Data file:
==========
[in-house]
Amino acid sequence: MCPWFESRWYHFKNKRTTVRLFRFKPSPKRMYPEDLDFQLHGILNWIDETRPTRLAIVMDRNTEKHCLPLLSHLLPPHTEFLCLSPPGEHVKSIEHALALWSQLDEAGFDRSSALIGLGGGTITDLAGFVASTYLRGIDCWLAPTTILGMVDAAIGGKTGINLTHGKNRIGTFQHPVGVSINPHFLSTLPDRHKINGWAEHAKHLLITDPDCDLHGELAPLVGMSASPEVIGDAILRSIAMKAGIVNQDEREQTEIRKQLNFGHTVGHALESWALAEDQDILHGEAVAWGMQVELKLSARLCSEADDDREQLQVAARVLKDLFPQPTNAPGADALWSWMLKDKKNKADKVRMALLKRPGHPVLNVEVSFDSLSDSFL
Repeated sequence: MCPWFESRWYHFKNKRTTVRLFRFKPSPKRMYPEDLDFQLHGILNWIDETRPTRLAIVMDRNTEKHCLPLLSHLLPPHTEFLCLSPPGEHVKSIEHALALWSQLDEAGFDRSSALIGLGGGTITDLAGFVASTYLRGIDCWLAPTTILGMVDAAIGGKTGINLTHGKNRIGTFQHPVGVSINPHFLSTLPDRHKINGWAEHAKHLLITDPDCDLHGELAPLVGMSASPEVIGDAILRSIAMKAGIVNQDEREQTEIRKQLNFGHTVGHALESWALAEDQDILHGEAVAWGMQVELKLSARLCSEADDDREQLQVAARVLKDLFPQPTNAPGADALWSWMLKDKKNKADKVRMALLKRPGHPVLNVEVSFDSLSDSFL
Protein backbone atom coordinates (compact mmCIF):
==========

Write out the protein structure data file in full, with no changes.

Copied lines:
[in-house]
Amino acid sequence: MCPWFESRWYHFKNKRTTVRLFRFKPSPKRMYPEDLDFQLHGILNWIDETRPTRLAIVMDRNTEKHCLPLLSHLLPPHTEFLCLSPPGEHVKSIEHALALWSQLDEAGFDRSSALIGLGGGTITDLAGFVASTYLRGIDCWLAPTTILGMVDAAIGGKTGINLTHGKNRIGTFQHPVGVSINPHFLSTLPDRHKINGWAEHAKHLLITDPDCDLHGELAPLVGMSASPEVIGDAILRSIAMKAGIVNQDEREQTEIRKQLNFGHTVGHALESWALAEDQDILHGEAVAWGMQVELKLSARLCSEADDDREQLQVAARVLKDLFPQPTNAPGADALWSWMLKDKKNKADKVRMALLKRPGHPVLNVEVSFDSLSDSFL
Repeated sequence: MCPWFESRWYHFKNKRTTVRLFRFKPSPKRMYPEDLDFQLHGILNWIDETRPTRLAIVMDRNTEKHCLPLLSHLLPPHTEFLCLSPPGEHVKSIEHALALWSQLDEAGFDRSSALIGLGGGTITDLAGFVASTYLRGIDCWLAPTTILGMVDAAIGGKTGINLTHGKNRIGTFQHPVGVSINPHFLSTLPDRHKINGWAEHAKHLLITDPDCDLHGELAPLVGMSASPEVIGDAILRSIAMKAGIVNQDEREQTEIRKQLNFGHTVGHALESWALAEDQDILHGEAVAWGMQVELKLSARLCSEADDDREQLQVAARVLKDLFPQPTNAPGADALWSWMLKDKKNKADKVRMALLKRPGHPVLNVEVSFDSLSDSFL
Protein backbone atom coordinates (compact mmCIF):